What is Hypnosis?
While hypnosis has become generally accepted for many issues such as smoking cessation, weight loss, and stress management - there are still many misconceptions about what it is and how it is used. Just the term "hypnosis" can conjure up images of the swinging pocket watch or the stage show in which someone is "made" to do something embarrassing. Fear of mind control or notions of new-age mysticism have kept many people from experiencing something that in 1958 the American Medical Association (AMA) recognized as a valid medical treatment. As our understanding of the mind-body connection develops, the range of applications for hypnosis grows.
The fact is, we all experience hypnosis daily - while driving a car, studying, watching TV, daydreaming, playing golf - just to name a few. Anytime we are deeply relaxed and/or highly focused, we are in a hypnotic state - a mind state somewhere between full consciousness and sleep.
Put simply, the mind is made up of two parts - the conscious and the subconscious. The conscious mind deals with aspects of our daily lives that require analyzing, calculating, and processing. Our subconscious mind holds all of our belief systems, habits, memories, imagination, and emotions. The things that we do automatically come from our subconscious, including physiological processes. We don't analyze breathing; we just do it.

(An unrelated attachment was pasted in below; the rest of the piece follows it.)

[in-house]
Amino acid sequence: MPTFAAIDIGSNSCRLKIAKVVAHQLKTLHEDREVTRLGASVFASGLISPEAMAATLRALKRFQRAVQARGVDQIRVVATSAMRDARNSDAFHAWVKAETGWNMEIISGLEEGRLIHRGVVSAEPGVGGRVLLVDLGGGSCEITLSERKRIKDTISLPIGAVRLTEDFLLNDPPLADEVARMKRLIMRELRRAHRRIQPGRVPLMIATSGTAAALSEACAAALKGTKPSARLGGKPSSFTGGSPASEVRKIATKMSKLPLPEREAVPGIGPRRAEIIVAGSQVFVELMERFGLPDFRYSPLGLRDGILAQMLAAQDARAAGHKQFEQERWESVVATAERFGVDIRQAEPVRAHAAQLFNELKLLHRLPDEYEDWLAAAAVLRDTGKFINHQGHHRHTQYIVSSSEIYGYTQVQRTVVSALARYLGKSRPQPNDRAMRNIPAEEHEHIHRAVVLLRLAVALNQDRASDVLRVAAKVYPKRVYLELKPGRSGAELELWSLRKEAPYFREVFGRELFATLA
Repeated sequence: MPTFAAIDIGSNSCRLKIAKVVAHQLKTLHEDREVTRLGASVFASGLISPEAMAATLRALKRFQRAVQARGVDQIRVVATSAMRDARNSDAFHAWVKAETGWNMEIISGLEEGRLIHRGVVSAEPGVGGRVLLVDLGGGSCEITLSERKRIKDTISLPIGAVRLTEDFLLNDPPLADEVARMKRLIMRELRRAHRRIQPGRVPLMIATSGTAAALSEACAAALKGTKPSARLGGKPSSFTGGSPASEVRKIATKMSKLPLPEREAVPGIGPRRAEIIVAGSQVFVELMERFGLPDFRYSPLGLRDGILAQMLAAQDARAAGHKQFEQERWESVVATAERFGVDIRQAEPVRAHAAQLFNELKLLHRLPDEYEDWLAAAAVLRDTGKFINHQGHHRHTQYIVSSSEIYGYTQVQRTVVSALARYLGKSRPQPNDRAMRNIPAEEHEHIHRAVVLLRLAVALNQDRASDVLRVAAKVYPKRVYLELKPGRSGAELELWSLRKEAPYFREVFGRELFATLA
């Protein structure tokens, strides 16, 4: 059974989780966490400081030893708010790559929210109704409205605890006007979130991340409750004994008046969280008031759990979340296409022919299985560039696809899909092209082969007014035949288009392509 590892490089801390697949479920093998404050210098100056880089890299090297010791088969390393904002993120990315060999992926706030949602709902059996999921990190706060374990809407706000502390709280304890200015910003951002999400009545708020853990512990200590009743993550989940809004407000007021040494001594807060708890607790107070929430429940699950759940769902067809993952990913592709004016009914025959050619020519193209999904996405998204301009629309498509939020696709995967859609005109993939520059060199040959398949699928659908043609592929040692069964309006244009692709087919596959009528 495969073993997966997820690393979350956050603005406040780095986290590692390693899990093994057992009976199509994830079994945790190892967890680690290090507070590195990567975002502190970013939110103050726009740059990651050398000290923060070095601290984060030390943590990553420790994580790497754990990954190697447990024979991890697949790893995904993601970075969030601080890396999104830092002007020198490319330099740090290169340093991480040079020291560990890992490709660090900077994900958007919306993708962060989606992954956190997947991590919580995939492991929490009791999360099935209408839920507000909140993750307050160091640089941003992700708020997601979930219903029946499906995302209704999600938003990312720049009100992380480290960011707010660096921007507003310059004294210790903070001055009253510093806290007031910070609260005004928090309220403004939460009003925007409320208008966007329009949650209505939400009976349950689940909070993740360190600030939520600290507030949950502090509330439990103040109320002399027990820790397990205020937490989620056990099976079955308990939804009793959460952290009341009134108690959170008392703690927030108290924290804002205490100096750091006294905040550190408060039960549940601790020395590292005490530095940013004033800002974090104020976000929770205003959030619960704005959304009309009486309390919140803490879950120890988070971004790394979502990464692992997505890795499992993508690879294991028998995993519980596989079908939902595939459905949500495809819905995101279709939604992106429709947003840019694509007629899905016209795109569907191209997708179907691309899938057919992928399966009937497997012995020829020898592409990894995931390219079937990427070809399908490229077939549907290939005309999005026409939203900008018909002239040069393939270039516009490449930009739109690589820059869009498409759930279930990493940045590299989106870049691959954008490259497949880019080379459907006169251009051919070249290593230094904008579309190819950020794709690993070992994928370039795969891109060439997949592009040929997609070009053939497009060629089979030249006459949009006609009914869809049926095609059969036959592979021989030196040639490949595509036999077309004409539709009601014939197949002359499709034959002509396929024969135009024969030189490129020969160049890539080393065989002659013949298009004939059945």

Consider this illustration - if you were to drive to a place you had never been before, you would be working from the conscious mind - following directions, looking out for street signs, checking how many miles you've gone, etc. However, if you were driving to a place that you had been many times before, you would likely be giving little thought to those details and would instead find yourself on auto-pilot, working from your subconscious. Your thoughts would be wandering and then all of a sudden you'd realize you'd reached your exit (or just passed it)! This is often referred to as "highway hypnosis."
If we want to make changes in our lives - address habits, fears, behaviors - we must look at what is in the subconscious. If we merely try to deal with these things on a conscious level, our efforts will often be unsuccessful. Think of the subconscious as the hard drive of a computer, and all of our memories, beliefs, habits, etc., make up the files stored there. Once we have saved a document, it is kept in the files of the hard drive. We can try to make changes to the document on the surface; but unless we save it again, those changes won't be retained.
Think of the smoker who recognizes on a conscious level that they should quit and tries to talk themselves into giving it up. Unless they address the habits in their subconscious - the things that trigger them to automatically reach for a cigarette - then they are not likely to stop smoking.
By engaging the imagination, the language of the subconscious; by quieting the conscious mind through distraction or relaxation, hypnosis allows us to remove imprints left by traumatic experiences, eliminate triggers and habits, release emotions like fear that may be attached to memories, do away with phobias, increase confidence, get in touch with our inherent intuition, and on and on.
Hypnotherapy is a safe and effective tool for helping to "dehypnotize" us from the negative influences that exist in our culture and in our own subconscious.
Learn more about Hypnosis from our Frequently Asked Questions page.